I lift void eyes and scan
the sky for crows, those ravening foes,
of my strange master, Man.

In my youth there were many scarecrows on the land, whether in small vegetable patches or in larger fields of grain. They came in all manner of shapes and sizes. A few were presented as if going to a ball, others as though they belonged to the order of Dharma bums. Some wore hats and scarves as if they were grandee farmers; others obviously were cobblers and farm labourers – working class scarecrows. But they all had a job to do and that was to scare the crows.

The scarecrow can harness a deeper meaning, and after many years of taking their presence for granted I commenced to explore them. I noticed that not all scarecrows could keep the crows at bay; some actually seemed to attract them. Upon some, after an appropriate interval, the clan scouts of the roost would sit on top of their straw-filled heads or upon their arms and call out in the kaw-caw of crow language, and shortly thereafter the barley field would be visited by flocks of their kin.

In many traditions it is intimated that man has two natures. Plato’s version of the origin of this peculiar human dilemma is found in the Symposium, where he tells us that Zeus, with thunder as his chief attribute, cut primordial man in two, causing our dual nature. There exists the psychology of the Two Lands of ancient Egypt denoting the duality of spirit and matter: “on earth, the subjective and objective spheres of activity; in man, his higher and lower selves”. Similarly, the doctrine of Old Lithuanian Songs, a view is offered of a double scission: “First and ‘vertically’, there is the separation of sun and moon, that is, spirit and soul; then, as a result of man’s loss of connection with his higher possibilities, there is a ‘horizontal’ scission within the soul itself. Man is inwardly divided, since he now lacks contact with the transcendent principle that alone can resolve opposites into complements.”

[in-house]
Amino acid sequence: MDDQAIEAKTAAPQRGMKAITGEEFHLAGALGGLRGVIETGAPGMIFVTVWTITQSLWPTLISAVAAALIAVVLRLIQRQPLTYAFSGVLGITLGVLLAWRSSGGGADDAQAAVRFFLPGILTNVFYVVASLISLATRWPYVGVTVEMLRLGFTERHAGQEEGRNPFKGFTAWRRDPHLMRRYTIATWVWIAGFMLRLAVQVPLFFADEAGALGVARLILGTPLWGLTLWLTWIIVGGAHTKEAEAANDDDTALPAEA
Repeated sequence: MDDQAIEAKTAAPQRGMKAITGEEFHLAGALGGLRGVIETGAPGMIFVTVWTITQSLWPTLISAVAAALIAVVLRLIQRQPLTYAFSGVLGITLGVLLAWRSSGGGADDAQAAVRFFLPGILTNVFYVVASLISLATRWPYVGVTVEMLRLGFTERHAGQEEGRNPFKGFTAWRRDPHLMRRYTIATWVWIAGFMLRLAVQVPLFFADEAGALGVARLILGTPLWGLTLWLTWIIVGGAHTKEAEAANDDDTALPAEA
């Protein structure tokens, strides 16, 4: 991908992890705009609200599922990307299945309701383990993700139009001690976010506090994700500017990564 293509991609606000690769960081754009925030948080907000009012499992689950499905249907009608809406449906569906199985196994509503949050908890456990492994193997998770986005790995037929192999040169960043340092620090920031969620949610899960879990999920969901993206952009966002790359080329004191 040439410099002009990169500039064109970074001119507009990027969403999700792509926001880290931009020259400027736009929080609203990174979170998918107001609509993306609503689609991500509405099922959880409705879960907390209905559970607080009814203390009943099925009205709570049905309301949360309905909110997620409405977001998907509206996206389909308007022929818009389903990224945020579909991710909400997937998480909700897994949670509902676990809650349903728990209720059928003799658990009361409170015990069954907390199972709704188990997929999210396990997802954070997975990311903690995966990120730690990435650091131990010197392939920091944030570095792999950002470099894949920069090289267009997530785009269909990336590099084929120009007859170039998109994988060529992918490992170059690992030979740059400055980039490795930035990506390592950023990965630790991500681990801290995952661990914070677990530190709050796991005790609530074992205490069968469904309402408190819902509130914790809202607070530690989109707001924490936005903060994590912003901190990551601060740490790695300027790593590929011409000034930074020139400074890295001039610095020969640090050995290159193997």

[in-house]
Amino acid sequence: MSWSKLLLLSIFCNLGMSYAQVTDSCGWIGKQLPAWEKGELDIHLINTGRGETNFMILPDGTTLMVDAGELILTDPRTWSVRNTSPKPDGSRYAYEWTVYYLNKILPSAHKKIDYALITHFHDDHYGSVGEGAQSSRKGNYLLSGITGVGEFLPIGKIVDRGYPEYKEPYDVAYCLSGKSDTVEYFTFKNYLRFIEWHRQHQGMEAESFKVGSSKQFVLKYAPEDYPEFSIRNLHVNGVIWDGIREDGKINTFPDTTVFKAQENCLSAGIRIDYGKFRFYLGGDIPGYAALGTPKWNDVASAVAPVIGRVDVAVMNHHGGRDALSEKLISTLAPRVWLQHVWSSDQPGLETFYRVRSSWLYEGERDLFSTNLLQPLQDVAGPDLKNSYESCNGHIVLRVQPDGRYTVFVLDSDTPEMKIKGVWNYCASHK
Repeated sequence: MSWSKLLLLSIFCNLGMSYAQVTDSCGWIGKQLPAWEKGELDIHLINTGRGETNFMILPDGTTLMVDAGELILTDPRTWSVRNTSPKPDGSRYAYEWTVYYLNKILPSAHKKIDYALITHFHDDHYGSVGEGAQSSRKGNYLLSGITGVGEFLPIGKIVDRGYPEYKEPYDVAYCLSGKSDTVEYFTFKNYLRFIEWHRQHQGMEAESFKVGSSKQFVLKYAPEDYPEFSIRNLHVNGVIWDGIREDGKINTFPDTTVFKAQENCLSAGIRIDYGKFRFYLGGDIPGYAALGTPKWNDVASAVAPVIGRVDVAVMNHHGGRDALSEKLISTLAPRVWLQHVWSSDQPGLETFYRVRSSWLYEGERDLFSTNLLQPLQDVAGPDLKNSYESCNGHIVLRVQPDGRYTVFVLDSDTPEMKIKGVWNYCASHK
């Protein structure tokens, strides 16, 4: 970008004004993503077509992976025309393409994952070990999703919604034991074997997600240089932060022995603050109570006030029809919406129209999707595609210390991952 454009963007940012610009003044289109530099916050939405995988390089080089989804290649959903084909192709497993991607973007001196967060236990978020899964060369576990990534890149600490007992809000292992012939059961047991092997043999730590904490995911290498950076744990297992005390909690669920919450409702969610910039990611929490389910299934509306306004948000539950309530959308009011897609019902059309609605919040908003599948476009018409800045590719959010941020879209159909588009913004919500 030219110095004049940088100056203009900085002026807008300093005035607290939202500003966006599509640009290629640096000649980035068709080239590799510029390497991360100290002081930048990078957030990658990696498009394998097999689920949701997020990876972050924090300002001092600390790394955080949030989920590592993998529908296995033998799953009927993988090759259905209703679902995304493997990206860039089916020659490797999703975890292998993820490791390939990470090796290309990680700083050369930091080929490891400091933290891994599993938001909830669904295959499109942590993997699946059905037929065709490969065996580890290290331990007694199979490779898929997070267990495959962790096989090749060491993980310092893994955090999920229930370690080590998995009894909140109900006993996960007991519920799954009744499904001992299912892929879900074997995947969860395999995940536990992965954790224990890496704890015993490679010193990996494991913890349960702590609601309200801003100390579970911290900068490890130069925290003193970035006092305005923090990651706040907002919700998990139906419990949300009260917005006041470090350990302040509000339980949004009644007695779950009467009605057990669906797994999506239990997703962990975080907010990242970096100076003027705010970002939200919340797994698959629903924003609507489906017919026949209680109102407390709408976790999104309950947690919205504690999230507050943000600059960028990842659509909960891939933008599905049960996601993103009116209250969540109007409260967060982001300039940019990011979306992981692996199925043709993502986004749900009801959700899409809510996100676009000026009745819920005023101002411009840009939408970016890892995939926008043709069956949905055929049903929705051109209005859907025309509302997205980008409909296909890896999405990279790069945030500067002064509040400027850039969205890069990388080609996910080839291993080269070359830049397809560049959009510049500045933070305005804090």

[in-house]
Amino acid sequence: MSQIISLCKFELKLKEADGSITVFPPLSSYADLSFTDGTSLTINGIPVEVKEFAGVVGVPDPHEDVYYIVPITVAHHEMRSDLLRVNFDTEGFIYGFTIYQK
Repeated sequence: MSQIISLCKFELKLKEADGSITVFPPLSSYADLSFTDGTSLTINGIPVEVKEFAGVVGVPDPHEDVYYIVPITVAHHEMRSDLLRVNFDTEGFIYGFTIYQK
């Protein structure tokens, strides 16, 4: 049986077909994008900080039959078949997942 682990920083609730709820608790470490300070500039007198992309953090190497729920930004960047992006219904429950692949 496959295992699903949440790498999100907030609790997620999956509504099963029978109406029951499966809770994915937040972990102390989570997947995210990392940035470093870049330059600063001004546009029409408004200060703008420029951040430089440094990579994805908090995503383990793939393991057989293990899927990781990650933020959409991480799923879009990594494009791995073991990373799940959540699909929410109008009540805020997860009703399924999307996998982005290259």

In the psychological language of some lines of Alchemy there is reference to the joining together of the two halves of the moon, which enables living understanding to take place. To reconnect with his higher nature, the initiate must first reconcile the horizontal scission that is sometimes expressed as “putting his lower house in order”. After this process has been properly fulfilled, it is indicated that there is the possibility of the royal marriage between the Sun and the Moon.

Alchemically the crow is symbolic of the nigredo first stage of matter in the Great Inner Work of preparation for transformation, in which the lower nature, that can be so easily corrupted through indulgence of the appetites, is restrained and without any form of denial or suppression guided towards its proper place. Once the integrity is restored to this nature, it can begin to operate in cooperation with the spiritual.

How an effective scarecrow accomplishes his work is a mystery. Standing silent against the force of a destructive aspect of a nature that is often manifested through the habitual, they are in elemental communication with the folklore of the unknown, and this evokes a watchful presence. The wise crow senses this as a rightful danger and leaves the cornfield alone; the knowledgeable farmer respects the bird as a function of the demiurge and leaves part of the harvest for the crow.

In today’s world, the community of farming has disintegrated, food has become a fearful commercial product, folk traditions are often viewed as quaint and provincial, but to those that moved among them and felt something of their original context, they imbued the landscape with an immediacy of understanding, wordlessly but surely preserving the wisdom of the ancestors, preparing the way as a matter of course for the journey from childhood innocence to the innocence borne out of simplicity that emerges from living presently through direct experience.